Defenders of Social Security often make a point of stating that the retirement system is a form of “social insurance” because people become eligible for benefits by paying into the system.
Welfare programs, by contrast, give money to people simply as a form of income redistribution.
Proponents of the status quo are right. Sort of.
Social Security is an “earned benefit.” The payroll taxes of workers are somewhat analogous to a premium payment and retirement benefits are somewhat analogous to a monthly annuity payment.
But “somewhat analogous” isn’t the same as real insurance. Money isn’t invested and set aside to pay benefits. Instead, Social Security is a pay-as-you-go program, which means the payroll taxes of current workers are paying for the benefits paid to current retirees.
But the government can get away with this kind of system because it can coerce younger workers to participate.
Or, to be more accurate, the government can get away with this approach so long as there are a sufficient number of new workers who can be forced into the program.
The problem, of course, is that the combination of longer lifespans and fewer births means that Social Security is promising far more than it can deliver.
And we’re talking real money, even by Washington standards. According to the Social Security Trustees, the cash-flow deficit over the next 75 years is approaching $40 trillion. And that’s after adjusting for inflation!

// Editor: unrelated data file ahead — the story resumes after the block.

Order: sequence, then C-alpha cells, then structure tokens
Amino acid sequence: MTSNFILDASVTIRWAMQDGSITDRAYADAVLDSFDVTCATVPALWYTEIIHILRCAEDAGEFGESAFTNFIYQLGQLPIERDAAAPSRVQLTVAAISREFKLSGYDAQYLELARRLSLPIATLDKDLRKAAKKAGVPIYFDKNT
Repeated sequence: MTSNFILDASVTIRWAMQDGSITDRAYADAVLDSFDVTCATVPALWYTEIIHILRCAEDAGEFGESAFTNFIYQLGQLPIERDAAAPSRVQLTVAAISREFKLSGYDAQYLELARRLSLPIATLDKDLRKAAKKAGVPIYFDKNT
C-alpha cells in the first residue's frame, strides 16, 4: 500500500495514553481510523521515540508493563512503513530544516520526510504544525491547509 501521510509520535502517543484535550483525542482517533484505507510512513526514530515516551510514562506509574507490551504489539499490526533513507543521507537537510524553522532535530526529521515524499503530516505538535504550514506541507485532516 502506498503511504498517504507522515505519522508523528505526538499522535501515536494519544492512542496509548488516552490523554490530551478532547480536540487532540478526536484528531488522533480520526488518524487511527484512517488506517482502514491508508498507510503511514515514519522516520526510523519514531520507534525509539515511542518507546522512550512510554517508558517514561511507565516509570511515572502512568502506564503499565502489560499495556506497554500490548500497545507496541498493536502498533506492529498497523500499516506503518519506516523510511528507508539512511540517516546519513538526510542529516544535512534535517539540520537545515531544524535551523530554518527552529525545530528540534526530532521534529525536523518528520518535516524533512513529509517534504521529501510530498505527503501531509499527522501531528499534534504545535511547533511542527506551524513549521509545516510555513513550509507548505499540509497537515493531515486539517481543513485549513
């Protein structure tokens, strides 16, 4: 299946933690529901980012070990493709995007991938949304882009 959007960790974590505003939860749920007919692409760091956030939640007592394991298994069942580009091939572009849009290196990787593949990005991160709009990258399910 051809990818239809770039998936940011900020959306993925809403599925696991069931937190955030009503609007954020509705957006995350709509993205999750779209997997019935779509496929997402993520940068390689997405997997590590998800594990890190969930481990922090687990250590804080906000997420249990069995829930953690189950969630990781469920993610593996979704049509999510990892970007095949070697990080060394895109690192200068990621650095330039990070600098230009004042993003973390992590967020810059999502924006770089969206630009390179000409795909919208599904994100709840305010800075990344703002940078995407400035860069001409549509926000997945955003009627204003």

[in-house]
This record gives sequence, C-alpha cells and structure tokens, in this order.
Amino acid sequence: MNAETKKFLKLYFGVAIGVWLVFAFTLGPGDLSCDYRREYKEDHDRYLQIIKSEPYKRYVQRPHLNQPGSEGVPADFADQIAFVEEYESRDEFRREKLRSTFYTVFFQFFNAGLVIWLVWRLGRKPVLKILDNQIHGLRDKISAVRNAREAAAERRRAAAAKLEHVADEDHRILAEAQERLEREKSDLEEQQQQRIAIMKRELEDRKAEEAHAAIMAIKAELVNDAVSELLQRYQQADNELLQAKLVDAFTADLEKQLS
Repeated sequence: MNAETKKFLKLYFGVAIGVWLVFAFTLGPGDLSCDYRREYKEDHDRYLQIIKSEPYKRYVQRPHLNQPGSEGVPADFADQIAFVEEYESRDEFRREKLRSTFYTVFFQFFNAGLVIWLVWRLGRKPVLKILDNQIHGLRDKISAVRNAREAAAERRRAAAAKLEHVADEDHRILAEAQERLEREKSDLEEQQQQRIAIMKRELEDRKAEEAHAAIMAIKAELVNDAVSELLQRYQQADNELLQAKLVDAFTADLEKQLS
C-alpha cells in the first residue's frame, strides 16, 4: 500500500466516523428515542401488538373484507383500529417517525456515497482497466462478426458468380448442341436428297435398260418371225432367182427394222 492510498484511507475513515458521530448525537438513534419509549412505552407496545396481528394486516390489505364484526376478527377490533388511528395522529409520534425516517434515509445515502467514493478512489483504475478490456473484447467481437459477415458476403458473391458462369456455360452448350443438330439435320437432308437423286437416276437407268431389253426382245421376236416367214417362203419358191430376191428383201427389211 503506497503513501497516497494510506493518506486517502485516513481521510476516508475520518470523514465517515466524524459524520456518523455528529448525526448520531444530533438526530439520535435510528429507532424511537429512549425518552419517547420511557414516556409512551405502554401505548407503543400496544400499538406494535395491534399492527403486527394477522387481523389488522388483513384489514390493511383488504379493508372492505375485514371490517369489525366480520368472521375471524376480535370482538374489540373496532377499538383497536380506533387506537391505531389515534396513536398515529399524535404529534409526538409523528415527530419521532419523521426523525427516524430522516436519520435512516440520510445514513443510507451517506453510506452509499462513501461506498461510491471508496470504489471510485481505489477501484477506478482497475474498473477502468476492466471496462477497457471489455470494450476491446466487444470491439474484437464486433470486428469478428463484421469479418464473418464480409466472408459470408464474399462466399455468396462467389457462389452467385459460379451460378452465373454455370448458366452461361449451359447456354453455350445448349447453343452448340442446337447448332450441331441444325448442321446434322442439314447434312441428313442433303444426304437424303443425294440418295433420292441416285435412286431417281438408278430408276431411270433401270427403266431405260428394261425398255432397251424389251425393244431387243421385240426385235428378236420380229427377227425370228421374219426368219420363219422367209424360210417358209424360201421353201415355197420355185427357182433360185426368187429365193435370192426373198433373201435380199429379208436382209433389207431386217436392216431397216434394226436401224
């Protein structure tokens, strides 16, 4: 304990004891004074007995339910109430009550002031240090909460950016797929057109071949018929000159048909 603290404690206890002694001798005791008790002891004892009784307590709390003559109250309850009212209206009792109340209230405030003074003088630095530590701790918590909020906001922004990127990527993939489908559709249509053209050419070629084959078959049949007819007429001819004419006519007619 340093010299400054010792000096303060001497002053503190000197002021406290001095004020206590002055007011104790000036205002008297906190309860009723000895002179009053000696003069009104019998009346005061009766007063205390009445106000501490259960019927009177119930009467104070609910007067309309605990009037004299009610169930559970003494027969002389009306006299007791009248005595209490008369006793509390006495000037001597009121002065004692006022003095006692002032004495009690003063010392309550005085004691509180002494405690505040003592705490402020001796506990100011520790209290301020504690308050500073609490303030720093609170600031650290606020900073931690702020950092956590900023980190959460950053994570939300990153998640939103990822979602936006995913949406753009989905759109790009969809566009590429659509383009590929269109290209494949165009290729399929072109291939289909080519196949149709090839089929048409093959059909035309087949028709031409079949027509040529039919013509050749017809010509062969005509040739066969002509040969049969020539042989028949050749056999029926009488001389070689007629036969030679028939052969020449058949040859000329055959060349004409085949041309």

So how can this mess be solved?
At the risk of over-simplifying, there are four options.
1. Do Nothing. Some politicians want to stick their heads in the sand and pretend there isn’t a problem. They argue that the “Trust Fund” can finance promised benefits until the early 2030s. But the so-called Trust Fund has nothing but IOUs, which means that benefits can only be paid by additional government borrowing. As you can imagine, that doesn’t bother most politicians since they don’t think past the next election cycle. But this red-ink approach isn’t a solution because the IOUs will run out in less than 20 years. So what happens at that point? Retirees would have their benefits automatically reduced.
2. Personal Retirement Accounts. The reform solution would allow younger workers to shift their payroll taxes into personal retirement accounts. This “funded” approach is working very well in nations such as Australia, Chile, and the Netherlands. Since there would be less payroll tax revenue going to government, there would be a “transition cost” of financing promised benefits to current retirees and older workers. But this approach would be less expensive than trying to deal with the unfunded liabilities of the current system.
3. Limit Benefits. For those that recognize the problem but don’t want genuine reform, that leaves only two other possible choices. One of those choices is to reduce benefits by modest amounts today to preempt large automatic benefit reductions when there no longer are any IOUs in the Trust Fund. Raising the retirement age would be one way of reducing outlays since people would have to spend more time working and less time collecting benefits in retirement. Another option is means-testing, which means taking away benefits from people whose income from other sources is considered too high.